Last Updated on August 17, 2022
Three online shops have reported a massive surge in the sales of rosaries following The Atlantic, a massive mainstream media outlet, publishing a hit-piece on the rosary, labeling it a sign of extremism.
Rosary vendors told Catholic News Agency that their sales and/or social media followings have boomed, probably to the spite of The Atlantic.
As National File previously reported, Daniel Panneton wrote an article in The Atlantic which called the Catholic rosary a “symbol” of religious radicalism.
The Atlantic piece, titled “How the Rosary Became an Extremist Symbol”, describes in a negative light, the rise of Catholic media groups or figures who “actively” campaign “against LGBTQ acceptance in the Church,” and other progressive issues in American society.
Panneton explained that these traditional Catholics on social media were radical because of so-called “extremist homophobic and transphobic “groomer” discourse.”
The far-Left Atlantic also mocked the idea of “rosary-branded events.” Panneton wrote, “On this extremist fringe, rosary beads have been woven into a conspiratorial politics and absolutist gun culture. These armed radical traditionalists have taken up a spiritual notion that the rosary can be a weapon in the fight against evil and turned it into something dangerously literal.
The basic beliefs of Catholicism are evidence of “extremism” amongst politically active Catholics, according to Panneton.
The author hit back on traditional views of masculinity, grounded in the Catholic faith. “The militarism also glorifies a warrior mentality and notions of manliness and male strength. This conflation of the masculine and the military is rooted in wider anxieties about Catholic manhood.”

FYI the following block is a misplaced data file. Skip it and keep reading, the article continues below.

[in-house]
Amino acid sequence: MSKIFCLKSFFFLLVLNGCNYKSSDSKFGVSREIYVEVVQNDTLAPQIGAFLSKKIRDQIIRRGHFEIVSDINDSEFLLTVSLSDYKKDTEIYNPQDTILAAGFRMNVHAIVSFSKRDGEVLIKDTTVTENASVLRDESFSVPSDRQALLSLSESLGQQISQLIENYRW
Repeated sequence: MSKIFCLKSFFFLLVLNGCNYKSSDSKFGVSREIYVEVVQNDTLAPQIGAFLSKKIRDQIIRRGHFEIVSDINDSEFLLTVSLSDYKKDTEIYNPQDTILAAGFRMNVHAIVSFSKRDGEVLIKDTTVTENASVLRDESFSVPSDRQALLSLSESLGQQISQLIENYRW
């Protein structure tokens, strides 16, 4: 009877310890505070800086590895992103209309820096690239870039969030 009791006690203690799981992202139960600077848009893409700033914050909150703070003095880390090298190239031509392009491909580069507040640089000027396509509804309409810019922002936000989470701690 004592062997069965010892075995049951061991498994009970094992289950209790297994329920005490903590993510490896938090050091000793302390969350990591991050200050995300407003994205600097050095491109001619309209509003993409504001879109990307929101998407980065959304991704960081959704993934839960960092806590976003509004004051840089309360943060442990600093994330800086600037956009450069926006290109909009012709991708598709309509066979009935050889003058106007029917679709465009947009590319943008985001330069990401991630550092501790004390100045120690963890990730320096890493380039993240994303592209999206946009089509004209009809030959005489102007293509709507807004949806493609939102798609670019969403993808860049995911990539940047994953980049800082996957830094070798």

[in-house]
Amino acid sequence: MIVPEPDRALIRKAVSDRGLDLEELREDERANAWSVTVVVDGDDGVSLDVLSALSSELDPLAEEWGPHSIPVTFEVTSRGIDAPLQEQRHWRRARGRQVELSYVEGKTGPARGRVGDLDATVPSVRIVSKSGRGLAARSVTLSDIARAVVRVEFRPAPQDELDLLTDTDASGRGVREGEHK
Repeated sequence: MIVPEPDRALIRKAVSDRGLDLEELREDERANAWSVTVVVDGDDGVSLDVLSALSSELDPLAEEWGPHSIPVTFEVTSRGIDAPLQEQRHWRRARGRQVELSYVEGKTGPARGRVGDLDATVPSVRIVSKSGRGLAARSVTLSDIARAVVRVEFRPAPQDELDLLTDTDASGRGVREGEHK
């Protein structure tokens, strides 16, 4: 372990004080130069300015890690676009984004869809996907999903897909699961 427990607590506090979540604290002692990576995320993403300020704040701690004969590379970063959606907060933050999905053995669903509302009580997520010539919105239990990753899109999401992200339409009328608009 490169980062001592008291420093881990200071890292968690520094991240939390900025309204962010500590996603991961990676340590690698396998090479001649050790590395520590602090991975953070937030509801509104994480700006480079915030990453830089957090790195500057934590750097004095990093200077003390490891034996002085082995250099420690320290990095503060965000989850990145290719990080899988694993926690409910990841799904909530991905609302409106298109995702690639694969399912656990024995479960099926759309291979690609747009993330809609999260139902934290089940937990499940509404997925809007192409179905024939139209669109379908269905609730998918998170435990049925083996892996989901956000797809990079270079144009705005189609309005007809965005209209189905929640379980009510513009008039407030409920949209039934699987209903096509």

“But among radical-traditional Catholic men, such concerns take an extremist turn, rooted in fantasies of violently defending one’s family and church from marauders,” he added.
After attacking the Catholic religion’s views on homosexuality, transgender issues, pedophilia, and masculinity, the Atlantic went on to suggest the Church’s pro-life advocacy tied them to far-right extremism.
“The convergence within Christian nationalism is cemented in common causes such as hostility toward abortion-rights advocates,” Panneton claimed.
Fr. Pius Pietrzyk, OP, a Dominican priest of the Province of St. Joseph, told Catholic News Agency that the Atlantic piece was “classic misdirection.”
“The author takes what are basic Catholic positions on the nature of the Church, Christian morality, and the like, and posit that they are somehow ‘extremist.’ This is classic misdirection.”
CatholicVote, a Catholic super PAC and advocacy group, slammed the Atlantic for publishing “an attack on any religion’s sacred objects.”
Stay tuned to National File for any updates.